(6) Copy of oath/declaration from parent could be used in CIP application: The proposal would allow an applicant to file a copy of the inventor's oath/declaration from a parent application in a continuation-in-part (CIP) application as long as all statements from the oath/declaration in the parent application are accurate. For example, the inventor has "reviewed and understands the contents of the application for which the oath or declaration is being submitted." See Fed. Reg. at page 991, col. 3, and proposed 37 CFR 1.63(d).
(7) Reissue Oath/Declaration: The proposal would streamline reissue oaths/declaration procedure. For example, a supplemental reissue oath/declaration would no longer be necessary as long as at least one of the errors identified in the original reissue oath is still being corrected, and the assignee of record could sign the reissue oath/declaration even if the claimed subject matter is being broadened. However, the proposal also would require that all broadening of the claims is identified in the reissue oath/declaration. See 37 CFR 1.172 & 1.175.
B. Preissuance Submissions by Third Parties
Consistent with 35 USC 122(e) of the AIA, third party submission must be filed before the earlier of: (1) the date of allowance, or (2) the later of six months after the date of pre-grant publication or the date of a first office action rejecting any claim. See proposed 37 CFR 1.290(b).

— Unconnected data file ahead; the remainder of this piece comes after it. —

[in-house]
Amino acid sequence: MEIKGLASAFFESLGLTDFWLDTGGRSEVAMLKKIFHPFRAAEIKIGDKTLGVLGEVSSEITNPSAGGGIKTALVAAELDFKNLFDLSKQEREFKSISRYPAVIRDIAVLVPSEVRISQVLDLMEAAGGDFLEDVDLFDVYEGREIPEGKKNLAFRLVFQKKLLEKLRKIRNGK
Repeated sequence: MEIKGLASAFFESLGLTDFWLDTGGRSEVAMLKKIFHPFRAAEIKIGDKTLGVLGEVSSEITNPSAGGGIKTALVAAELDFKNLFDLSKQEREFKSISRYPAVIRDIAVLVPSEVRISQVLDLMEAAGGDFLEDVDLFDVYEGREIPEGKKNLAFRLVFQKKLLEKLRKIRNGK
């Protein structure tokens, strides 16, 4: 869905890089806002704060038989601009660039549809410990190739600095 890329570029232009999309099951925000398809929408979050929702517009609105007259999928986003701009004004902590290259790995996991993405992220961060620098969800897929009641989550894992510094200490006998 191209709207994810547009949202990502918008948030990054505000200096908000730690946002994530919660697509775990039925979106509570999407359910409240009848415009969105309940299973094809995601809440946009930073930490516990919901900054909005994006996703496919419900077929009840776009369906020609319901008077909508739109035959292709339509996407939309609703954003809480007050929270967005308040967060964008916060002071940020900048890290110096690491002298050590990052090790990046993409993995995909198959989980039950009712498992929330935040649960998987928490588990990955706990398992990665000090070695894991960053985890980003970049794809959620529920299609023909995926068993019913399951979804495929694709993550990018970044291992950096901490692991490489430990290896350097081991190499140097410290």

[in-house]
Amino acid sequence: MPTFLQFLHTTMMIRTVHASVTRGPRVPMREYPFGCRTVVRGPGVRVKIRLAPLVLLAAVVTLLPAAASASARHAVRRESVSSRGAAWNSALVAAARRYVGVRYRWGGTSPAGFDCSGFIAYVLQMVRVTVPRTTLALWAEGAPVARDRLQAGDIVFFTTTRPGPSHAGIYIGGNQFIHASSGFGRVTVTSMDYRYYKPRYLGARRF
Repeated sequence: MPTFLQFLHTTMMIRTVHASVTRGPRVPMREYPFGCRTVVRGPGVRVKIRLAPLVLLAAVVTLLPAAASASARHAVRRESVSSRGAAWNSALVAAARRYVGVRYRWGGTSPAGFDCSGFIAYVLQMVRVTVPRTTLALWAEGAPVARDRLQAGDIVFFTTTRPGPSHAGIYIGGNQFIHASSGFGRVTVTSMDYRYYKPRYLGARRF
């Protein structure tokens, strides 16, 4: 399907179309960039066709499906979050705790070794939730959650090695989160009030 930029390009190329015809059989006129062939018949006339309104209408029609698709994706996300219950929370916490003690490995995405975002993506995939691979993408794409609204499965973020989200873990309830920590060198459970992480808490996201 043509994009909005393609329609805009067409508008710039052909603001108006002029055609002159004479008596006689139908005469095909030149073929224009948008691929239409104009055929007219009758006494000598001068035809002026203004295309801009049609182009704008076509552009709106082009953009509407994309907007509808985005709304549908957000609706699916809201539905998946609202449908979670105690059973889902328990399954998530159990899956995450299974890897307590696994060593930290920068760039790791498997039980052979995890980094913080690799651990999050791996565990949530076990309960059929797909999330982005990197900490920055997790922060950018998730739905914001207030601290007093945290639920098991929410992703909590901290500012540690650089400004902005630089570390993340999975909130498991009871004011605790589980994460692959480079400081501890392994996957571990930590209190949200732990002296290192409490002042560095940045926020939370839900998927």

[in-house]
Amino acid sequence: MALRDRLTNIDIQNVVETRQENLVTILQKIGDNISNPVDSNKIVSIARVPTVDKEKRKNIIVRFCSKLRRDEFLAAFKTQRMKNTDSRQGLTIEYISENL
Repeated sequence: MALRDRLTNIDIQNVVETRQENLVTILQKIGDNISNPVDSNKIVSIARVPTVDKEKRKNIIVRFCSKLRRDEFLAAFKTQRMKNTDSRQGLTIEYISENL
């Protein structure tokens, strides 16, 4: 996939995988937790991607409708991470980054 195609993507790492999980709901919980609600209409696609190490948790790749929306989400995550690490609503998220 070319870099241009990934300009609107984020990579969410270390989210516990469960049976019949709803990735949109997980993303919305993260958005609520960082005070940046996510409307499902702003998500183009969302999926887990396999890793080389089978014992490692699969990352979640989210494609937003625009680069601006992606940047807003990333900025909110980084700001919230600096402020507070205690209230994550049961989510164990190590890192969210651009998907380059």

The requirements for listing and identifying publications by a third party would be similar to those of Information Disclosure Statements (IDSs). In addition, third parties would have to provide a concise description of the asserted relevance of each listed document and identify themselves as a party that does not have a duty of disclosure. See proposed 37 CFR 1.290(c)(2) & (5).
A third party would be able to submit three documents without paying a fee. However, if the third party submits were to submit more than three documents, a fee equal to the USPTO IDS fee would need to be paid for every ten documents. See proposed 37 CFR 1.290(f) & (g).
C. Citations in Patent Files
Consistent with 35 USC 301 of the AIA, the USPTO proposes modifying 37 CFR 1.501 to allow, in addition to submissions of prior art printed publications, submissions of "statements of the patent owner filed in a proceeding before a Federal Court or the Office in which the patent owner took a position on the scope of any claim of the patent." "Statements of the patent owner" would not be considered for any other purpose than to determine the meaning of patent claim in a reexamination, inter partes review proceeding, or post grant review proceeding. 37 CFR 1.501(f).
Moreover, proposed 37 CFR 1.501(b)(1) would require the submitting party to explain the "pertinence and manner of applying" the submitted prior art or statement of the patent owner. Current 37 CFR 1.501 does not require any specific explanation of pertinence. If the submission is by the patent owner, the patent owner may also explain how the claims differ from the submitted prior art or statement of the patent owner. See proposed 37 CFR 1.501(b)(1).
A third party would be able to make the submission anonymously. See proposed 37 CFR 1.501(d).
D. Statute of Limitations for Disciplinary Procedure
Consistent with 35 USC 32 of the AIA, the USPTO proposes modifying 37 CFR 11.34 to specify that a practitioner complaint by the Office of Enrollment and Discipline (OED) must be filed the later of (1) ten years after the date of misconduct or (2) one year after the OED is informed of the misconduct.